M Toroko, N-Y Su
Laboratory evaluation of borate formulations as wood preservatves to control the subterranean termite coptotermes acinaciformis (isoptera: Rhinotermitidae) in Australia
2001 - IRG/WP 01-30266
The termiticidal efficacy of Borocol (sodium octaborate tetrahydrate), boric acid, bore-ester-7 and tri- methyl borate was evaluated in laboratory bioassays against Coptotermes acinaciformis (Froggatt). Seasoned sapwood blocks of Pinus radiata D. Don, and Eucalyptus regnans (F. Muell) were impregnated with the various borate compounds. There were marked differences in mass loss and mortality rate of the termite used in the bioassay units for different boron retentions. After 8 weeks the result suggested that, borate was toxic to termites in laboratory bioassay even at 0.20% m/m BAE and caused significant termite mortality. However, termites were not deterred from attacking the borate treated timber at higher retentions of > 2.0% m/m BAE. These laboratory results indicated that the minimum borate treatment required to protect timber against termites attack and damage was > 1.0% m/m BAE.
B M Ahmed, J R J French, P Vinden
Comparison of the effects of borate, germanate and tellurate on fungal growth and wood decay
1992 - IRG/WP 92-1533
The tetra-hydroxy borate ion is known to undergo complexation with polyols and has been shown to inhibit dehydrogenase enzymes in this way. It has been previously suggested that this complexation is responsible for the inhibition of fungal growth and the protection of boron treated timber. Other ions that have the ability to complex with polyols have also been shown to inhibit dehydrogenase activity. The effect of two of these ions on fungal growth and wood decay was compared to that of borate. It was found that both germanate and tellurate could reduce fungal growth and provide protection of wood against decay at similar molar concentrations as borate. The results have been used to further develop our understanding of the mechanisms of action of borate wood preservatives and substantiate the theory that borate ion/polyol complexation is responsible for the protection of boron treated timber.
J D Lloyd, D J Dickinson
The probable mechanism of action of boric acid and borates as wood preservatives
1990 - IRG/WP 1450
The tetrahydroxyborate ion [B(OH)4-] acts by complexation with poly-ols and probably attacks decay fungi through extracellular substrate sequestration; intracellular substrate sequestration; enzyme inhibition; and change in membrane function. Work was carried out to investigate this further and to try to explain certain phenomena observed in the area of boron preservation. The effect of Na borate in the presence of different concentrations or various carbohydrates upon the radial growth rate of certain fungi was investigated; along with parallel experiments on the activity of 6-phosphogluconate dehydrogenase as an example of a borate inhibited enzyme system. It was found that upon the addition of certain poly-ols, the inhibitory effect of borate on both fungal growth and enzyme activity could be reduced. These results have been used in the development of our understanding of the mechanism of action of borates as wood preservatives. The commonly held belief that certain mould species are resistant to borates may also need re-evaluation.
J D Lloyd, D J Dickinson, R J Murphy
Fungitoxic effect of the quaternary ammonium compounds preservatives against Basidiomycetes by using agar-plate and agar-block methods
1996 - IRG/WP 96-30118
Results of investigations on the fungitoxic value of three versions of wood preservatives based on the quaternary ammonium compounds (lauryldimethylbenzylammonium chloride, lauryldimethyl-benzylammonium bromide and alkylbenzyldimethylammonium chloride) and borates in relation to the wood destroying fungi have been presented. The agar-plate (screening) and agar-block method were applied. A wide range of the fungitoxic activity of all the three formulations and a very small leachability were proved.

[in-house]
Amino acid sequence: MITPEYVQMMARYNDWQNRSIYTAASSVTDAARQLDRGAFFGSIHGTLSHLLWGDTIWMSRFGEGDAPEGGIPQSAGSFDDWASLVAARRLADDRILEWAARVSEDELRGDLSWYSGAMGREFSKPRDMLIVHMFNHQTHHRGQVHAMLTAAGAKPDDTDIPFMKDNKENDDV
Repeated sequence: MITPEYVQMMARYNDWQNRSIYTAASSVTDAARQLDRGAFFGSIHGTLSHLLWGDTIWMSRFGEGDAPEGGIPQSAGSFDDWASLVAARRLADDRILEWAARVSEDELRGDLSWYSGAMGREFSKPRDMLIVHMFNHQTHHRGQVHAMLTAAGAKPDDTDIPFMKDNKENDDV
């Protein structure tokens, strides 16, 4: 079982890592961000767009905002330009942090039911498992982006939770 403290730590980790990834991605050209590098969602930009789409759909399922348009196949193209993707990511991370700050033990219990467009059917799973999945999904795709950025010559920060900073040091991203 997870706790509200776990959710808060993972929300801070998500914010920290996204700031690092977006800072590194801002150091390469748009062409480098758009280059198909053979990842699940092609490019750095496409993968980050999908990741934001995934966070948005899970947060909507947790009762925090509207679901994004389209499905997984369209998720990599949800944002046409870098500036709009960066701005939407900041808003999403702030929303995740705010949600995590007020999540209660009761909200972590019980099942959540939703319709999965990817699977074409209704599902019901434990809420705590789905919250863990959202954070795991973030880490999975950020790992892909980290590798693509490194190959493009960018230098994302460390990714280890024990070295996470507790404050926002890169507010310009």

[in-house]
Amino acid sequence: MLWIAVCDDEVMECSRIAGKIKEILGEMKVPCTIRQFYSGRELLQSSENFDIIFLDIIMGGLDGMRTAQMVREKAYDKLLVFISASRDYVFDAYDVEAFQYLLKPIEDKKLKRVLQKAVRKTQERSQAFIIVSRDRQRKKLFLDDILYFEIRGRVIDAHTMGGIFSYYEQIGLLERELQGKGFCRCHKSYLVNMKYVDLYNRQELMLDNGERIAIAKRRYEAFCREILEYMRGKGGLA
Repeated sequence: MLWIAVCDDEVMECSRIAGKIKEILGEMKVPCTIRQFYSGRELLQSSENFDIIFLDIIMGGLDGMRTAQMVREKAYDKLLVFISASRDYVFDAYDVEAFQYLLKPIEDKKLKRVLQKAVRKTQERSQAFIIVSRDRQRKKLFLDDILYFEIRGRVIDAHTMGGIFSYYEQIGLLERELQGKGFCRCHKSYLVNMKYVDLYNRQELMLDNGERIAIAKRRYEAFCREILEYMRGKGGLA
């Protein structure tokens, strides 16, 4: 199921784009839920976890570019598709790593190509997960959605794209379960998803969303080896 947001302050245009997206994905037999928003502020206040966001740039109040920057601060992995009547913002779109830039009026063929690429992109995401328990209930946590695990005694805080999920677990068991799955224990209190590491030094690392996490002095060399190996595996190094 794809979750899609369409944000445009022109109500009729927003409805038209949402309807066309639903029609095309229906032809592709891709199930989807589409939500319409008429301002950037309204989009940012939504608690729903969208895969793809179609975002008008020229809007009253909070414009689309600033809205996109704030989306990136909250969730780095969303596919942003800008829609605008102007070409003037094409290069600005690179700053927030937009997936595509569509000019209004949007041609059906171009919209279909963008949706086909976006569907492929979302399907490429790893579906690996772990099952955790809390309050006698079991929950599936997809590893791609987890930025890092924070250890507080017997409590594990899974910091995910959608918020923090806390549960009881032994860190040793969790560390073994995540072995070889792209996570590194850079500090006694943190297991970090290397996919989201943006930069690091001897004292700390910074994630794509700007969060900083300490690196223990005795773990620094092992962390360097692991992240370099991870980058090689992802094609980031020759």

J Wazny, P Rudniewski
Borates as wood preservatives - an environmental, health and safety perspective
1993 - IRG/WP 93-50001-03
Boron compounds are highly effective wood preservatives and have an established safe use in the timber treatment industry. Their widespread background occurrence in nature, low acute mammalian toxicity and useful properties make them versatile active ingredients within today's environmentally aware society. A critical review of health, safety and environmental data on the borates, their use and eventual disposal is used to illustrate many of the issues that have to be addressed by the chemical industry today in assessing the performance of their products in the marketplace. This current state of knowledge is contrasted to the detailed requirements of life cycle analysis with an assessment made of its future role in environmental management.
J B Rainer
Borate diffusion in wood from rods and liquid product. Application to laminated beams
1988 - IRG/WP 3482
In the aim to use borate preservatives (fused rods and boracol) in fields of building construction other than external joineries, tests of diffusion of borate rods and secondary boracol, were carried out on different species of woods exposed to different moisture conditions. Tests were also applied on laminated beams very often subjected to high moisture contents and thus decay of rot fungi. Diffusion was tested in different conditions and in relation, the action of these products was tried with stains and resins for improving strength properties. Diffusion tests on several species of wood confirm the proportionality already observed between moisture content and diffusion of borates in wood for all species. In a short time, test of diffusion on laminated wood showed a good diffusion in two lamella along the glue line leading to another way of boring. There is no problems between these borate products and stains or resins.
Termites in Uruguay; control, prevention and environment
1991 - IRG/WP 1474
When Prof. La Fage's questionaire on termites was received by 1987, few were aware of termite damage in Uruguay and infestations were not much reported. Further contacts between scientists, operators and homeowners, are now shaping the real threat of termite attack. Before letting the problem faIl in the hands of the layman, with all ist environmental risks, it seemed reasonable to: 1) review termite research carried out by Dr. Ana Aber and 2) comment by Ing. Agr. Gustavo Baillod on methods of wood protection from termites, from a practical environmental standpoint.
A Aber, G Baillod